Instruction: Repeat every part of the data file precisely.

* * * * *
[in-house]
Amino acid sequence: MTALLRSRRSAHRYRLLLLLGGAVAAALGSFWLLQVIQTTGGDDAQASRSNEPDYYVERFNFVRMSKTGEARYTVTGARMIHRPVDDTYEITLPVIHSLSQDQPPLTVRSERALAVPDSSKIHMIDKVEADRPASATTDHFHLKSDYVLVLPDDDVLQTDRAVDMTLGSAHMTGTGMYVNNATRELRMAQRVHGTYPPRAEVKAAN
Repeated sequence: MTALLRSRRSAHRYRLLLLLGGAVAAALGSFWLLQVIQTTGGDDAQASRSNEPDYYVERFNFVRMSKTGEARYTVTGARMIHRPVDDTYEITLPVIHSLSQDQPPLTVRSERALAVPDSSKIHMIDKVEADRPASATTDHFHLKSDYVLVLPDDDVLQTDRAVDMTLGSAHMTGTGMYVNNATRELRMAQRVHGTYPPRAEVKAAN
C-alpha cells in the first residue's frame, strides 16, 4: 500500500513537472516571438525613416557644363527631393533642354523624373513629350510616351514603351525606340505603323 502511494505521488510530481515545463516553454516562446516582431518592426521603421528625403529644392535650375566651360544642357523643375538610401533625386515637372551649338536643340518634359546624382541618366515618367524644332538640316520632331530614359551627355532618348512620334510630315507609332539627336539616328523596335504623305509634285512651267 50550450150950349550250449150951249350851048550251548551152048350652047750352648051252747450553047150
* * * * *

[in-house]
Amino acid sequence: MTALLRSRRSAHRYRLLLLLGGAVAAALGSFWLLQVIQTTGGDDAQASRSNEPDYYVERFNFVRMSKTGEARYTVTGARMIHRPVDDTYEITLPVIHSLSQDQPPLTVRSERALAVPDSSKIHMIDKVEADRPASATTDHFHLKSDYVLVLPDDDVLQTDRAVDMTLGSAHMTGTGMYVNNATRELRMAQRVHGTYPPRAEVKAAN
Repeated sequence: MTALLRSRRSAHRYRLLLLLGGAVAAALGSFWLLQVIQTTGGDDAQASRSNEPDYYVERFNFVRMSKTGEARYTVTGARMIHRPVDDTYEITLPVIHSLSQDQPPLTVRSERALAVPDSSKIHMIDKVEADRPASATTDHFHLKSDYVLVLPDDDVLQTDRAVDMTLGSAHMTGTGMYVNNATRELRMAQRVHGTYPPRAEVKAAN
C-alpha cells in the first residue's frame, strides 16, 4: 500500500513537472516571438525613416557644363527631393533642354523624373513629350510616351514603351525606340505603323 502511494505521488510530481515545463516553454516562446516582431518592426521603421528625403529644392535650375566651360544642357523643375538610401533625386515637372551649338536643340518634359546624382541618366515618367524644332538640316520632331530614359551627355532618348512620334510630315507609332539627336539616328523596335504623305509634285512651267 50550450150950349550250449150951249350851048550251548551152048350652047750352648051252747450553047150